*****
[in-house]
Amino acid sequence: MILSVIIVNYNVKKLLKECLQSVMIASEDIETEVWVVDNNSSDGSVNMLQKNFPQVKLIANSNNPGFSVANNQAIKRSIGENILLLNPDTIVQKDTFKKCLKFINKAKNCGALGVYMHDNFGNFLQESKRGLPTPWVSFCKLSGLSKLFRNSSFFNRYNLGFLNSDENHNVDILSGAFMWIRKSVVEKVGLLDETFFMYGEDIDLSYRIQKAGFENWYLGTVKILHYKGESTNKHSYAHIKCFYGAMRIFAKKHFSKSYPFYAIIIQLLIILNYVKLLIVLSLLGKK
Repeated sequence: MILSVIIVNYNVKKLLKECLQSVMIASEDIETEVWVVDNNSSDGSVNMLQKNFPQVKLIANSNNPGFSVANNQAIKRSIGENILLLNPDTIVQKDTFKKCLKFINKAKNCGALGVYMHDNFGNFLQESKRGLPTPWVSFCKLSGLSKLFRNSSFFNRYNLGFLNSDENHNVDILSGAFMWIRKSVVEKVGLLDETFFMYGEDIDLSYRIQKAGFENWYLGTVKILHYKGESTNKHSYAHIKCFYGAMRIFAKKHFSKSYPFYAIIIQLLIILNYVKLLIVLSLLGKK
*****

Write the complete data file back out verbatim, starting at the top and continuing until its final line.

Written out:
[in-house]
Amino acid sequence: MILSVIIVNYNVKKLLKECLQSVMIASEDIETEVWVVDNNSSDGSVNMLQKNFPQVKLIANSNNPGFSVANNQAIKRSIGENILLLNPDTIVQKDTFKKCLKFINKAKNCGALGVYMHDNFGNFLQESKRGLPTPWVSFCKLSGLSKLFRNSSFFNRYNLGFLNSDENHNVDILSGAFMWIRKSVVEKVGLLDETFFMYGEDIDLSYRIQKAGFENWYLGTVKILHYKGESTNKHSYAHIKCFYGAMRIFAKKHFSKSYPFYAIIIQLLIILNYVKLLIVLSLLGKK
Repeated sequence: MILSVIIVNYNVKKLLKECLQSVMIASEDIETEVWVVDNNSSDGSVNMLQKNFPQVKLIANSNNPGFSVANNQAIKRSIGENILLLNPDTIVQKDTFKKCLKFINKAKNCGALGVYMHDNFGNFLQESKRGLPTPWVSFCKLSGLSKLFRNSSFFNRYNLGFLNSDENHNVDILSGAFMWIRKSVVEKVGLLDETFFMYGEDIDLSYRIQKAGFENWYLGTVKILHYKGESTNKHSYAHIKCFYGAMRIFAKKHFSKSYPFYAIIIQLLIILNYVKLLIVLSLLGKK